One challenge that every marketer faces is crafting a message that gets customers to stop what they’re doing and pay attention to the message long enough to see whether or not there’s a real match between their needs and what the company is selling. I found this cartoon on CartoonStock.com that sums it up.
It’s clear to anyone looking at the cartoon that the salesman has a tool that could really help the current situation — but the poor general about to become a footnote in history isn’t paying enough attention to recognize that. So if you’ve done your target audience segmentation, your product research, and your message testing to the point that you’re sure that you have the perfect message for your prospective customer, how do you get them to pay attention to it?
One thing’s for sure: interrupting them in the middle of a battle isn’t the best way to get their attention, even if you are bringing a Gatling gun to a bow and arrow fight.
Back when I finished school, all marketing was outbound, designed to interrupt prospective customers. The art and science of in-bound marketing didn’t emerge until the late 1990’s, when the availability of reliable Internet search engines made it easy for consumers to search for information about products and services when they wanted information — rather than paying attention to intrusive marketing messages.
Recently, I helped my boss put together a presentation for a conference on timing email, social media, and blog posts for the highest impact and best results. A copy of that presentation is available for download here.
Right now, I’m working on a white paper that expands the ideas we discussed in that presentation. I’ve been talking to several experts on the subject, and I’m planning to have the white paper finished within the next couple of weeks. I’ll post a link to that when it’s ready.
Several things are becoming clearer to me the deeper I dive into this subject, however.
- Social media is a changing, living, growing communications channel.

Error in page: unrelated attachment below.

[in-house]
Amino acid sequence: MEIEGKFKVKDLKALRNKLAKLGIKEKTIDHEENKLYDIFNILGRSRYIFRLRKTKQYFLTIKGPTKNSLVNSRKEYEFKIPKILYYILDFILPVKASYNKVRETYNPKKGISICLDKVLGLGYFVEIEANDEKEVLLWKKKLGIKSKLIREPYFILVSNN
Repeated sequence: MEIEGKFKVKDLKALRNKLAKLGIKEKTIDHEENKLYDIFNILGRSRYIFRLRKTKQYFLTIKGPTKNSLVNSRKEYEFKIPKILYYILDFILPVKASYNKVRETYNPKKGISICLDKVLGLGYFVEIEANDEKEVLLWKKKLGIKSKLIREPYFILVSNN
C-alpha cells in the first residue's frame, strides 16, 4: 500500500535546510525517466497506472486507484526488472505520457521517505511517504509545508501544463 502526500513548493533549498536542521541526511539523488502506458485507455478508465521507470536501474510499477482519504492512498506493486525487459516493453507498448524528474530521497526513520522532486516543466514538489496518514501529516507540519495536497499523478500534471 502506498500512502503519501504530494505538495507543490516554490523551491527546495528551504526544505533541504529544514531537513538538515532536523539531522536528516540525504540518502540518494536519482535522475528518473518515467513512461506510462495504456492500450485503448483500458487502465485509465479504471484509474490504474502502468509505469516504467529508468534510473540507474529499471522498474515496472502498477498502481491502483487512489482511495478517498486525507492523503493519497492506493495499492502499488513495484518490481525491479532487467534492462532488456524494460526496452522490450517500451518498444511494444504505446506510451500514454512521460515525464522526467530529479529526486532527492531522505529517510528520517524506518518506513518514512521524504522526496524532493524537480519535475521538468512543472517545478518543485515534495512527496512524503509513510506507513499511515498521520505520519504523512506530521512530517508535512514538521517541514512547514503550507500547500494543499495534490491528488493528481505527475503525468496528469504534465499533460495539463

- Nothing in this area is carved in stone – and there are no hard and fast rules on timing.
- Each marketer needs to test and evaluate the best times for THEIR audience, and THEIR objectives
I had that brought home to me a couple of weeks ago at work. We’d just published the presentation, and I was (justifiably, I think) proud of the hours and days of research that had cone into creating it. So I decided to put some of the data to work in an email campaign I was sending — without testing it for my specific audience.
The tracking on my email campaigns had shown a consistent open and click-through rate for several months, using an opt-in list of marketing managers and executives at target companies in the industries my company focuses on serving. I’d been sending the campaigns fairly consistently at the same time of day, and always on a weekday.
Based on research that showed that people in most industries read commercial email early in the morning or later in the evening, and that click-through rates went up on Saturday and Sunday, I decided to try sending a campaign overnight on Friday night.
To put it bluntly, the results were disastrous. My click-through rates plummeted to a fraction of their usual rates. When I sent the same message again, with the same subject line, to the same list, on a Tuesday morning, the rates climbed back to their normal levels.
Does that mean that the research was flawed? No. It means that, just like it says in the presentation, testing the data against a specific target audience and message is mandatory. I sent a campaign for a children’s charity I volunteer for to a list with a very high overlap with the target list I used at work, and sent that message overnight on Friday night — and the results were about 4X better than a similar campaign to the same list sent several months earlier during the work week.
What do my results mean? That people are more interested in reading email about children on a Saturday morning than catching up on the latest regulatory compliance news, I think. But the truth is that I won’t know until I do more testing.
I’m still working on the issue of timing marketing messages for best results, and I somehow suspect that I’ll be working on it every day for the remainder of my career. I’ll bet you will, too.
Why? Because it keeps changing, and we have to keep changing with it if we don’t want to wind up like the guy in the cartoon at the top of this blog post: with the solution to a serious problem literally within arm’s reach, but completely hidden from us because we’re not paying attention.